If you’ve ever ventured out into one of Chicago’s famous six-corner intersections, you know the streets don’t always feel safe. The facts bear this out. In 2009 there were over 4,500 crashes between Chicago drivers and pedestrians or cyclists, 35 of which were fatal. This is according to the Illinois Department of Transportation, which tracks traffic statistics. (However, as the Chicago Tribune reported recently, these numbers do not include dooring, a common type of bicycle crash that has been excluded from state record-keeping.)
Adolfo Hernandez, 28, wants to see these numbers change. “I think it would be great if the city said one fatality on our roads is one fatality too many,” he explains. “We shouldn’t have pedestrian deaths or people on bicycles killed by automobiles.”
Hernandez is in a rare position to bend city government’s ear on this topic. In addition to serving as director of advocacy and outreach for the Active Transportation Alliance, a local advocacy group dedicated to making cycling, walking and public transit “safe, convenient and fun,” Hernandez was recently named to Mayor Elect Rahm Emanuel’s transition team. Last week he traveled to Seville, Spain. He and officials from U.S. cities toured cycling infrastructure that Seville has installed. According to Hernandez, changes to Seville’s streets have resulted in an additional 60,000 daily bike rides above the 6,000 the city saw just three years ago. Hernandez calls that “a dramatic shift.”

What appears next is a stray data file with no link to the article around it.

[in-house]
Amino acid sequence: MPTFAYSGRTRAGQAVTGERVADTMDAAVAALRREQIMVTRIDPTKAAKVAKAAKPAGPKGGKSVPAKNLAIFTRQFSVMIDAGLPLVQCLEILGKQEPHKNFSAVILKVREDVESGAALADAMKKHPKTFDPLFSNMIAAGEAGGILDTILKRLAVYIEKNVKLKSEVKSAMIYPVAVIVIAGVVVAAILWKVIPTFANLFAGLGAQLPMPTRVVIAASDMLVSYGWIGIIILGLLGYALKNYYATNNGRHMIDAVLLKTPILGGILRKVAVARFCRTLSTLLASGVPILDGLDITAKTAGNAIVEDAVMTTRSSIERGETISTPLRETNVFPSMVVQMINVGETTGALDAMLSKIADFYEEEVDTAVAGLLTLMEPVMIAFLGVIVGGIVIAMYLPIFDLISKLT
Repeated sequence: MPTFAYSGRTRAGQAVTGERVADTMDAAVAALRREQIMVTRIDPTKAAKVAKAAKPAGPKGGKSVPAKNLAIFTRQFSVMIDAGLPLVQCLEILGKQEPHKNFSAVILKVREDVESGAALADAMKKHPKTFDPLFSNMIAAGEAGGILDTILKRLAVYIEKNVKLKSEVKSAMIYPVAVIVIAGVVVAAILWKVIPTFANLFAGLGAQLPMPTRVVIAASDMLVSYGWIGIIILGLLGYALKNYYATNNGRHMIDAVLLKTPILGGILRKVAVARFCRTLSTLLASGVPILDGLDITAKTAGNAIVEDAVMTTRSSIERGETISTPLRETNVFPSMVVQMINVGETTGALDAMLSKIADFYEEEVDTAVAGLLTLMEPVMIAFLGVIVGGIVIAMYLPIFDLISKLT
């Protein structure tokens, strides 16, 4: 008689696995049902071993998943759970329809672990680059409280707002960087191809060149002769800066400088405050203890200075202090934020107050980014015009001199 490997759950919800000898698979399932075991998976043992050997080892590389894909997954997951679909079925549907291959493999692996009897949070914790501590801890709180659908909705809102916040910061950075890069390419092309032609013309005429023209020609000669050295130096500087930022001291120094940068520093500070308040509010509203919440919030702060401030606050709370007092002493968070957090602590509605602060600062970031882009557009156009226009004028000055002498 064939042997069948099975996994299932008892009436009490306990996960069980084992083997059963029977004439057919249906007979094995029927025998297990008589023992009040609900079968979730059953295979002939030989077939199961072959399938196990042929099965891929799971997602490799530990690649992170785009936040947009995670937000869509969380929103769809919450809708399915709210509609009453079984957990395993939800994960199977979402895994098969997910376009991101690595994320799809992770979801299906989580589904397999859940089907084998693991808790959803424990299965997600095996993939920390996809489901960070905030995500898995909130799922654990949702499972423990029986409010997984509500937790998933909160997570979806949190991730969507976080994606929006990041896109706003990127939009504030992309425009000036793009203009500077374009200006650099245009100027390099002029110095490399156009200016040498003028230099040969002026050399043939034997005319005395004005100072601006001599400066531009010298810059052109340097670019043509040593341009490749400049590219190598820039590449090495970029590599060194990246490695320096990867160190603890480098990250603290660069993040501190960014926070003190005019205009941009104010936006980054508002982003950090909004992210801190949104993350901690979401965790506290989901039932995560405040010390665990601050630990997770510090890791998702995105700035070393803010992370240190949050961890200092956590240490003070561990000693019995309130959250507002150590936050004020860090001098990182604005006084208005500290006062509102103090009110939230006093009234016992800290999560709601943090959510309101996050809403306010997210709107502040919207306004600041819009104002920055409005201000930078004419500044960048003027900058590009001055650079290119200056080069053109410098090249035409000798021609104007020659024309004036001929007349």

Many factors can contribute to making streets safer. One of them is infrastructure—the way city streets are planned and built. Here, Hernandez explains why he wants Chicago to build infrastructure designed to protect vulnerable users in every neighborhood.
Dear Chicago is a project of WBEZ’s Partnerships Program. Adolfo Hernandez was nominated for the series by the Chicago Urban Art Society.
Editor’s note: The producer was a victim of a hit-and-run dooring accident in 2008.